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MEPS 439:57-71 (2011)  -  DOI:

Symbiont diversity is not involved in depth acclimation in the Mediterranean sea whip Eunicella singularis

D. Forcioli1,*, P.-L. Merle1, C. Caligara1, M. Ciosi1, C. Muti3, P. Francour2, C. Cerrano3, D. Allemand4

1UMR 7138 Université Pierre et Marie Curie/Centre National de la Recherche Scientifique/Université de Nice Sophia-Antipolis/ Muséum National D'Histoire Naturelle/Institut de Recherche pour le Développement, 'Systématique-Adaptation-Evolution', and 2EA 4228 'Ecosystèmes côtiers marins et réponses au stress', Faculté des Sciences, Université de Nice Sophia Antipolis, Parc Valrose, BP 71, 06108 Nice cedex 2, France
3Dipartimento per lo studio del Territorio e delle sue Risorse, Università di Genova, Corso Europa 26, 16132 Genova, Italy
4Centre Scientifique de Monaco, Avenue Saint Martin, 98000 Monaco

ABSTRACT: In symbiotic cnidarians, acclimation to depth and lower irradiance can involve physiological changes in the photosynthetic dinoflagellate endosymbiont, such as increased chlorophyll content, or qualitative modifications in the symbiont population in favour of better adapted strains. It has been argued that a lack of capacity to acquire new symbionts could limit the bathymetric distribution of the host species, or compromise its long-term survival in a changing environment. But is that always true? To address this question, we investigated the symbiont genetic diversity in Eunicella singularis, a Mediterranean sea whip species with a wide bathymetric distribution (10 to 50 m depth), which has recently suffered from mass mortalities after periods of abnormally high sea temperatures. We measured symbiont population densities and chlorophyll content in natural populations, and followed the response of the holobionts after reciprocal transplantations to deep and shallow depths. A total of 161 colonies were sampled at 2 depths (10 and 30 m) at 5 sites in the northwestern Mediterranean. All colonies harboured a single ribosomal Symbiodinium clade (A’), but a relatively high within-clade genetic diversity was found among and within colonies. This diversity was not structured by depth, even though the deeper colonies contained significantly lower population densities of symbionts and less chlorophyll. We did, however, reveal host-symbiont specificity among E. singularis and other Mediterranean cnidarian species. Transplantation experiments revealed a limit of plasticity for symbiont population density and chlorophyll content, which in turn questions the importance of the trophic role of Symbiodinium in E. singularis.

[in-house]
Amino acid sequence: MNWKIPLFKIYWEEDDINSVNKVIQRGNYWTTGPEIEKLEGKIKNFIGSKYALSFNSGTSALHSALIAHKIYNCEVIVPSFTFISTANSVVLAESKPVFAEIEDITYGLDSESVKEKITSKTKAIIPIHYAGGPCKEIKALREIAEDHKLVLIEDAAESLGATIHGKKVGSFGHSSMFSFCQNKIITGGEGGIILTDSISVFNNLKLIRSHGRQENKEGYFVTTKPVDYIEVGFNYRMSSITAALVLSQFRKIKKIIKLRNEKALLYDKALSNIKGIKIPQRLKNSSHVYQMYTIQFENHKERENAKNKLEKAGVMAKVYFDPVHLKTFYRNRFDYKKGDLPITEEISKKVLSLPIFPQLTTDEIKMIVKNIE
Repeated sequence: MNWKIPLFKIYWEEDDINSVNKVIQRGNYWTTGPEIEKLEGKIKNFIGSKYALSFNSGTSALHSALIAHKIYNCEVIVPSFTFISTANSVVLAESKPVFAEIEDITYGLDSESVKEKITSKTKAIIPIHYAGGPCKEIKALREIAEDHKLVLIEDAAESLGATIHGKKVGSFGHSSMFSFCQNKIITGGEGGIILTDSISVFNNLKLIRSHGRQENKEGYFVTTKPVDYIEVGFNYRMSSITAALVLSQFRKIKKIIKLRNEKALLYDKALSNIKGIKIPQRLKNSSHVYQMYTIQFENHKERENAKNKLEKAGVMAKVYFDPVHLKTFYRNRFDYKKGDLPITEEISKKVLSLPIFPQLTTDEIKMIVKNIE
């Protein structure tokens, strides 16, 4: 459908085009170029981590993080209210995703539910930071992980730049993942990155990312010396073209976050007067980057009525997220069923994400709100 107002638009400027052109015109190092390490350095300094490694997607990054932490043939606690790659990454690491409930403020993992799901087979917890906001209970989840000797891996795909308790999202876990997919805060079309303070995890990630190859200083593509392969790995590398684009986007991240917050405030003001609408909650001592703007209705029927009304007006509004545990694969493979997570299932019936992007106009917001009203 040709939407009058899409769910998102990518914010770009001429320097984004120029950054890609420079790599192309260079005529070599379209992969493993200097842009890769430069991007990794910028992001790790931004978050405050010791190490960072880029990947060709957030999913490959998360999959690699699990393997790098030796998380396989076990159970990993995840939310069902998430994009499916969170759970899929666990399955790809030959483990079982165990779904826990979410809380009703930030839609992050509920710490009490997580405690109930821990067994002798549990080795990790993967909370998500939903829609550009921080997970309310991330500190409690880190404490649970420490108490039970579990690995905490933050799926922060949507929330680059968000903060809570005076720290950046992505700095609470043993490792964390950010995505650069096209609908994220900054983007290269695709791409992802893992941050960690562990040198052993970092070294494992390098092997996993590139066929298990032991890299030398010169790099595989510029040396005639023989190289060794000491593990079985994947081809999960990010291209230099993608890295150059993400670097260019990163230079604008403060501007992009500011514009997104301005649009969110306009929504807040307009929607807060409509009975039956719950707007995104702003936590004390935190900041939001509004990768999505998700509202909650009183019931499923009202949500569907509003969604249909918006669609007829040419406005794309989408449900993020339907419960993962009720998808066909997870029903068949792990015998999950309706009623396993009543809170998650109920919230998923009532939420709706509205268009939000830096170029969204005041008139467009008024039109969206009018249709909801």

KEY WORDS: Algal-coral interactions · Symbiodinium · 18S rDNA · Genetic diversity · Depth distribution · Photoacclimation · Eunicella singularis · Mediterranean Sea

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Cite this article as: Forcioli D, Merle PL, Caligara C, Ciosi M and others (2011) Symbiont diversity is not involved in depth acclimation in the Mediterranean sea whip Eunicella singularis. Mar Ecol Prog Ser 439:57-71.

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